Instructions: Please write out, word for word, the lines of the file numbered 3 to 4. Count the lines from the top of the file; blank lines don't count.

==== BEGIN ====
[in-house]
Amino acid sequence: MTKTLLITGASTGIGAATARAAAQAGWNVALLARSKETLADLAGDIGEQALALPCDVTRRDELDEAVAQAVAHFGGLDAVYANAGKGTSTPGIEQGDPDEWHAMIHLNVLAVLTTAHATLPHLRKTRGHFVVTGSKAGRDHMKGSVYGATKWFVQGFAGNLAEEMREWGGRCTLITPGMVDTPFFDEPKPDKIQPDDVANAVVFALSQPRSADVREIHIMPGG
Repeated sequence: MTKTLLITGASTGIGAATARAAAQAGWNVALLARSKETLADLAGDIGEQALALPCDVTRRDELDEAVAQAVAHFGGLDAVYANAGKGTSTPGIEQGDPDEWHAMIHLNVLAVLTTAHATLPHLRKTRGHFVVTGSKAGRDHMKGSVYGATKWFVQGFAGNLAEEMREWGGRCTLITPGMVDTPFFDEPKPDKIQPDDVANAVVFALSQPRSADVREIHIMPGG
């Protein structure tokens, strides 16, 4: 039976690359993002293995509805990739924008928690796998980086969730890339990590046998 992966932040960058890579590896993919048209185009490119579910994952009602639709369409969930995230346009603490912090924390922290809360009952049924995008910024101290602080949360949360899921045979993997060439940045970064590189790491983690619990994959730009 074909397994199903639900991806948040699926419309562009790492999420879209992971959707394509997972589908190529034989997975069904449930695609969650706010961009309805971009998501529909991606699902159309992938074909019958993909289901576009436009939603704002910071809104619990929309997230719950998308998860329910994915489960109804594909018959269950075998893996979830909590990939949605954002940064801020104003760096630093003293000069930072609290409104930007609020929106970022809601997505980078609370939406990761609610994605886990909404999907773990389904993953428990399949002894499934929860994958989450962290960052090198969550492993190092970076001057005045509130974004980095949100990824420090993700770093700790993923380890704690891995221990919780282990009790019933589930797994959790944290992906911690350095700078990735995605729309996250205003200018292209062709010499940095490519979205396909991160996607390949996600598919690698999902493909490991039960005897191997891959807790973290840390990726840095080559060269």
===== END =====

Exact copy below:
Repeated sequence: MTKTLLITGASTGIGAATARAAAQAGWNVALLARSKETLADLAGDIGEQALALPCDVTRRDELDEAVAQAVAHFGGLDAVYANAGKGTSTPGIEQGDPDEWHAMIHLNVLAVLTTAHATLPHLRKTRGHFVVTGSKAGRDHMKGSVYGATKWFVQGFAGNLAEEMREWGGRCTLITPGMVDTPFFDEPKPDKIQPDDVANAVVFALSQPRSADVREIHIMPGG
């Protein structure tokens, strides 16, 4: 039976690359993002293995509805990739924008928690796998980086969730890339990590046998 992966932040960058890579590896993919048209185009490119579910994952009602639709369409969930995230346009603490912090924390922290809360009952049924995008910024101290602080949360949360899921045979993997060439940045970064590189790491983690619990994959730009 074909397994199903639900991806948040699926419309562009790492999420879209992971959707394509997972589908190529034989997975069904449930695609969650706010961009309805971009998501529909991606699902159309992938074909019958993909289901576009436009939603704002910071809104619990929309997230719950998308998860329910994915489960109804594909018959269950075998893996979830909590990939949605954002940064801020104003760096630093003293000069930072609290409104930007609020929106970022809601997505980078609370939406990761609610994605886990909404999907773990389904993953428990399949002894499934929860994958989450962290960052090198969550492993190092970076001057005045509130974004980095949100990824420090993700770093700790993923380890704690891995221990919780282990009790019933589930797994959790944290992906911690350095700078990735995605729309996250205003200018292209062709010499940095490519979205396909991160996607390949996600598919690698999902493909490991039960005897191997891959807790973290840390990726840095080559060269």